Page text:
• Lackey was fantastic in his return from Tommy John surgery last season, and he picked up right where he left off in his inaugural turn this year. Still, that’s a pair of pretty brutal match-ups right there, and it’s enough to make even the staunchest of Lackey advocates pause. I’d avoid if possible.
  • Kuroda and Nova share similarly tough divisional matchups. Not quite Lackey levels of scheduling misconduct, but neither pitcher can be a considered a surefire option given opponent familiarity and general degree of difficulty.
  • Correia has a home-and-home week, and anytime that’s the case with a Twins pitcher in April it’s worth a gander, especially for AL-only leagues.
  • Paxton has quietly had a tremendous start to his MLB career, with his opening start against Anaheim (seven shutout innings with nine strikeouts) perhaps his best effort yet. He’ll go twice in the friendly confines of Safeco next week, though one of the starts is a return engagement against his friends from Orange County. He should be squarely in the cross-hairs for AL-only managers, and he’s a guy I like as a darkhorse to potentially move up into more routine appearances in the “Start” section moving forward.
  • McAllister is also worth a look, as the Padres present a favorable matchup and he’s pitched quite well in his career against the White Sox (2.72 ERA, 1.12 WHIP, 33-to-11 K:BB over seven starts and 43 innings). He’s a roll of the dice given his inconsistency, but might just be worth the gamble. AL-only managers in particular should take notice.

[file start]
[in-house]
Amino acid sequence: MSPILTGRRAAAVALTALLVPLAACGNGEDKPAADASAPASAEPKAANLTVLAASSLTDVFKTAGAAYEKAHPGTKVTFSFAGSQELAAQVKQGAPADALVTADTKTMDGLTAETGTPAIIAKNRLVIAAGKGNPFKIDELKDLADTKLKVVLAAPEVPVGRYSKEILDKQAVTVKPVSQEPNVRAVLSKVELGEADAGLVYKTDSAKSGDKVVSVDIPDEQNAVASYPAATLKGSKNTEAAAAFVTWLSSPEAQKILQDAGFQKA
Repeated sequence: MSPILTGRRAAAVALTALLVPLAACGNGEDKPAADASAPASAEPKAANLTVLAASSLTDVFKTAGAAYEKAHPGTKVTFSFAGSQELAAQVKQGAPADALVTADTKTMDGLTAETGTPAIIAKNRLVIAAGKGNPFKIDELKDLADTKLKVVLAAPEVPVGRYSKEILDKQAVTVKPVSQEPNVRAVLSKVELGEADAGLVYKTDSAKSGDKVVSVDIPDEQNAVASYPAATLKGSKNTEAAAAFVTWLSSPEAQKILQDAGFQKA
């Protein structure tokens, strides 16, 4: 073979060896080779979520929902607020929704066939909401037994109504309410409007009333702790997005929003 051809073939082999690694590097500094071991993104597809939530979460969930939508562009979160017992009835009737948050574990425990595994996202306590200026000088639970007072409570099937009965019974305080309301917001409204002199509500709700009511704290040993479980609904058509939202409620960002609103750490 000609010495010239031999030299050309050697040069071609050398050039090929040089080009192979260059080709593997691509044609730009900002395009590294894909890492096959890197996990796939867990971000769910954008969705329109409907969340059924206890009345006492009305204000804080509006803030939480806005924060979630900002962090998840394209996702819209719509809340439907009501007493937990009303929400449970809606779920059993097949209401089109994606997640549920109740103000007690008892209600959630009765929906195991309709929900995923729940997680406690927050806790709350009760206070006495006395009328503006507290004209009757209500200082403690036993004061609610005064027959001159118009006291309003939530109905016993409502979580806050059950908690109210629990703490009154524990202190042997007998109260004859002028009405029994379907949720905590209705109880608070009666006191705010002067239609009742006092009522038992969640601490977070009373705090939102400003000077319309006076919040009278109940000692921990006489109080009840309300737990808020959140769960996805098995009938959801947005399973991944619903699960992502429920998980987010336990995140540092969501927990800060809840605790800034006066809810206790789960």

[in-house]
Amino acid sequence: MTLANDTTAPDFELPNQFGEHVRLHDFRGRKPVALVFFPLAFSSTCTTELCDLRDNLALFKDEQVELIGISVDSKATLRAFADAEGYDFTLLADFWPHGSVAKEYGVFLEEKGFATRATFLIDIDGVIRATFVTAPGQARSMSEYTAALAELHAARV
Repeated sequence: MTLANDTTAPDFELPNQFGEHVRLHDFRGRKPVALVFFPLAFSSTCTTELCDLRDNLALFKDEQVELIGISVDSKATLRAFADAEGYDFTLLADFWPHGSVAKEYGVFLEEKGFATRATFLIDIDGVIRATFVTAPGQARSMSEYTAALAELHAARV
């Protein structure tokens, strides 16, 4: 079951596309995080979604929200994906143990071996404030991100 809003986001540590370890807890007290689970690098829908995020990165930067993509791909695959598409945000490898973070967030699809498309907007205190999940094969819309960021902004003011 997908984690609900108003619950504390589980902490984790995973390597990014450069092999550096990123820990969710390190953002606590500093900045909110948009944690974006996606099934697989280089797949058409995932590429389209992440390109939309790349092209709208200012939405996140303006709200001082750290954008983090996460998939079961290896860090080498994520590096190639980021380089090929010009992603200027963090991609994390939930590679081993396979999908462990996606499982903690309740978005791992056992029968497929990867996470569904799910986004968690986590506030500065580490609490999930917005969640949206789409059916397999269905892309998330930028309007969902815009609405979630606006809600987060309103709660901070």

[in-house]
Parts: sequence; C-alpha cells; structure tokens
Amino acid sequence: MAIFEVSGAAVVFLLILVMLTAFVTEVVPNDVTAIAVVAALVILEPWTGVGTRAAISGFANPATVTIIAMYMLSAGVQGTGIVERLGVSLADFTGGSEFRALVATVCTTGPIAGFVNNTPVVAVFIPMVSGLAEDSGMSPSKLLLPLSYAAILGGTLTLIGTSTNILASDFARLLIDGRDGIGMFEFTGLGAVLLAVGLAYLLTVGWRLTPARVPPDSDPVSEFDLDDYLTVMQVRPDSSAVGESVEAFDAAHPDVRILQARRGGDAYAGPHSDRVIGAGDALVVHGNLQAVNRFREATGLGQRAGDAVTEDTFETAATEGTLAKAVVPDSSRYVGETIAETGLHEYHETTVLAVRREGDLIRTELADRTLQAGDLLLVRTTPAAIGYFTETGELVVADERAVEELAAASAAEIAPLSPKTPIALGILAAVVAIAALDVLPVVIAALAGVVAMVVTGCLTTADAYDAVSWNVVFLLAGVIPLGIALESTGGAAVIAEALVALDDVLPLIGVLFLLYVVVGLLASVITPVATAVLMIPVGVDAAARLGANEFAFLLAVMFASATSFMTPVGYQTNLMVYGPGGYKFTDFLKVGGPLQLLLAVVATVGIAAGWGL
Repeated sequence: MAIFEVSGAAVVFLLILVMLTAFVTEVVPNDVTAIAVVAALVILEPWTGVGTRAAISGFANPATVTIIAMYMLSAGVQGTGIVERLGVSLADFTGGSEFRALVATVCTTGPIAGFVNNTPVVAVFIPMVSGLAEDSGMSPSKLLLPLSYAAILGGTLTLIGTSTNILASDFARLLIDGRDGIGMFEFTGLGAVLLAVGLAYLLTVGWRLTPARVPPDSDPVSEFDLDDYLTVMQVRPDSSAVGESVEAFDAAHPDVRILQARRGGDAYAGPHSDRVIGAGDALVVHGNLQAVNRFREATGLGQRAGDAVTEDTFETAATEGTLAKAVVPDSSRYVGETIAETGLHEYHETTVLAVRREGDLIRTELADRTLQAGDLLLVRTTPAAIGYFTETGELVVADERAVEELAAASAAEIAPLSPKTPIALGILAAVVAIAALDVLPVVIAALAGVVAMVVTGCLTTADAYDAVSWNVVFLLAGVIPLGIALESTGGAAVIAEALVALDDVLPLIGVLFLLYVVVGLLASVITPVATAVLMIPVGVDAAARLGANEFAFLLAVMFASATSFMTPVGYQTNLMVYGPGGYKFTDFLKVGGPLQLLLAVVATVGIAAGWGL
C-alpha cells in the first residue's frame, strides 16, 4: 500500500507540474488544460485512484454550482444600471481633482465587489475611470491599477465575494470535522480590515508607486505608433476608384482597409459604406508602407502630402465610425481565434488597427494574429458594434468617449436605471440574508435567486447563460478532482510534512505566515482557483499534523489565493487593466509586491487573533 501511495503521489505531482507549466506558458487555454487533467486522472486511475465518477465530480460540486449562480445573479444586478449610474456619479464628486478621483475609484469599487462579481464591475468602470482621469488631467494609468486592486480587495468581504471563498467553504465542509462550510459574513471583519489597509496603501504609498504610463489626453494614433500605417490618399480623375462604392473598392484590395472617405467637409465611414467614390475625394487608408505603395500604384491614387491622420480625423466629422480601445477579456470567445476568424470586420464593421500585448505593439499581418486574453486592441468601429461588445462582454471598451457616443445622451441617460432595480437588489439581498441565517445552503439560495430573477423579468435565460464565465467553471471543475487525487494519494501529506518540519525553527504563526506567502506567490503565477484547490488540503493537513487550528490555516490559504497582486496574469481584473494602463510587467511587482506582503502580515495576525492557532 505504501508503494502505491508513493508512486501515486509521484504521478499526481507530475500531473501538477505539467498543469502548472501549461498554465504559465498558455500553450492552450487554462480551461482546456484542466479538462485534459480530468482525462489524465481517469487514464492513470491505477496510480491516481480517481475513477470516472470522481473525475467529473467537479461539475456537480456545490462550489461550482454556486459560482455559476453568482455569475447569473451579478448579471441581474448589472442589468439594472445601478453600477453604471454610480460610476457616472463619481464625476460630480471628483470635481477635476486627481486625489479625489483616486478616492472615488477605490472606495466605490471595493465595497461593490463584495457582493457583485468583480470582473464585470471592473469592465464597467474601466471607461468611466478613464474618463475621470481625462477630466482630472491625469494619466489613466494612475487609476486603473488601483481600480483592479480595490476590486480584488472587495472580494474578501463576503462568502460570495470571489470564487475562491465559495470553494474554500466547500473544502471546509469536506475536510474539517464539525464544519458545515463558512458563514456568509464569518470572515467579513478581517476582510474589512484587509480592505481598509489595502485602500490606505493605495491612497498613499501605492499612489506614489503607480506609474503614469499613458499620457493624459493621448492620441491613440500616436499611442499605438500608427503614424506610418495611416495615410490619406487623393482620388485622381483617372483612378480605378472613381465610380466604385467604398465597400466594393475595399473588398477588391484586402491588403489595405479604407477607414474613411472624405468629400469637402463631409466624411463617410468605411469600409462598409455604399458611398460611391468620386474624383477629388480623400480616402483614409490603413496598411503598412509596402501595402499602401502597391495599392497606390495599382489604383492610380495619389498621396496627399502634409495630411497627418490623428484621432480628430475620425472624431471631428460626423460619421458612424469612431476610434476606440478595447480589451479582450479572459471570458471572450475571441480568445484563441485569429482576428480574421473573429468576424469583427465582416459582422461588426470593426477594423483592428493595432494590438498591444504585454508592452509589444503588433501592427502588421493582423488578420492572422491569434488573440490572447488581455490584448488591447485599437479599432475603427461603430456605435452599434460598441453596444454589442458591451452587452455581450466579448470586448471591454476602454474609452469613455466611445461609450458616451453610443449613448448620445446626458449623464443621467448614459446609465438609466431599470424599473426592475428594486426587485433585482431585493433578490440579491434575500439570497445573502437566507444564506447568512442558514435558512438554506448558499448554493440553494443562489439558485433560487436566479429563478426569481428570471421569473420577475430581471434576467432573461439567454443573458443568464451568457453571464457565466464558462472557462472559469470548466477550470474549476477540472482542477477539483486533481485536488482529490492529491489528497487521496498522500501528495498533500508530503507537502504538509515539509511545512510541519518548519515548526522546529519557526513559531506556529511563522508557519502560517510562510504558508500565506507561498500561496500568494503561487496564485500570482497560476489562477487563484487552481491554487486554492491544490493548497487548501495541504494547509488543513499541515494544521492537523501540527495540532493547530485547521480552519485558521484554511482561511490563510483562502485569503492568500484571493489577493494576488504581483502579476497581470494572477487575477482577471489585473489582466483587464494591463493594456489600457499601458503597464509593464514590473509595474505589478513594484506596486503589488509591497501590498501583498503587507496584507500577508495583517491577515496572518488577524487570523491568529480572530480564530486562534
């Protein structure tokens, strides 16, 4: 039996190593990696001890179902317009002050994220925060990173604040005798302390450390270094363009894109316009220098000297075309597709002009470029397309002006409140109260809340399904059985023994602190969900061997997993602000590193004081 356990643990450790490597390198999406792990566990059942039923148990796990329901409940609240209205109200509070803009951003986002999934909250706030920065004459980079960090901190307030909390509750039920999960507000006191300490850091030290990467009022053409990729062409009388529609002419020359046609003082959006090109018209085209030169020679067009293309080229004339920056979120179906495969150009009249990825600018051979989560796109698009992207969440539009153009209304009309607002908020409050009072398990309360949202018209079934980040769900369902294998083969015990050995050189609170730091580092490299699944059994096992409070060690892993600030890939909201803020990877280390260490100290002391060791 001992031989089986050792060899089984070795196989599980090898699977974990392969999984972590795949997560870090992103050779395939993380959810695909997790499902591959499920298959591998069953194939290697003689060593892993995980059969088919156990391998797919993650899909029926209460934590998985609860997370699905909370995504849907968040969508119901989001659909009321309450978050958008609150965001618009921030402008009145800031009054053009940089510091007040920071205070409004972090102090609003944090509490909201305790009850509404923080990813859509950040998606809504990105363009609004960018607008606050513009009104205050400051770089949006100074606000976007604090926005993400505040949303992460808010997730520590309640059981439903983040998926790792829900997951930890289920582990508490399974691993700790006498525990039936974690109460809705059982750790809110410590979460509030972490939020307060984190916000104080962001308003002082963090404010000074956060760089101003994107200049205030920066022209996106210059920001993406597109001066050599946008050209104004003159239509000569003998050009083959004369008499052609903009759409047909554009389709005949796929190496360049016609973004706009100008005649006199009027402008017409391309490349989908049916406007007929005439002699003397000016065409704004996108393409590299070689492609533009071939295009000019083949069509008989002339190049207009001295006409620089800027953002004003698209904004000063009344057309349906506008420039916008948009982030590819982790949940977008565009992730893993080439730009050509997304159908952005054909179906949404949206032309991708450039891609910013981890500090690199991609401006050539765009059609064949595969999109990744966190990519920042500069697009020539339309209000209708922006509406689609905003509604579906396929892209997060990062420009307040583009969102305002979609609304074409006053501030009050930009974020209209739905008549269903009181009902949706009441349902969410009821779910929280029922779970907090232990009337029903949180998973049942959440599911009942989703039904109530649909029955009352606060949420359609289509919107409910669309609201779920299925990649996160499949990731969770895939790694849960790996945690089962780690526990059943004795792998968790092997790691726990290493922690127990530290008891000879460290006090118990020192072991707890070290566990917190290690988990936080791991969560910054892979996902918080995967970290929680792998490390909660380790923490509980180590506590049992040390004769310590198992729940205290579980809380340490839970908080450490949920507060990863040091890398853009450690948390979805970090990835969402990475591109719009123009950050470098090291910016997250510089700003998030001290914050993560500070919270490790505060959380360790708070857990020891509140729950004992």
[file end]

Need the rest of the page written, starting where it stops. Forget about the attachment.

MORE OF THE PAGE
• Vargas and Buehrle are veteran streaming options best left for the deepest of AL-onlies.


Felix Doubront


Felipe Paulino


Jose Quintana


Jarred Cosart



  • While Lackey gets some rope in his two-start gauntlet, this is not the week to see how your Felix Doubront breakout hunch is coming along. Save your mojo, hero.
  • Paulino and Quintana both visit Coors and then pitch at U.S. Cellular, which very well may be the least appealing tandem of scheduled starts we’ll come across all year.
  • If you’re starting Cosart for these matchups in the second week of the season, you’re probably doing it wrong.

Wilson Karaman is an author of Baseball Prospectus. 
Click here to see Wilson's other articles. You can contact Wilson by clicking here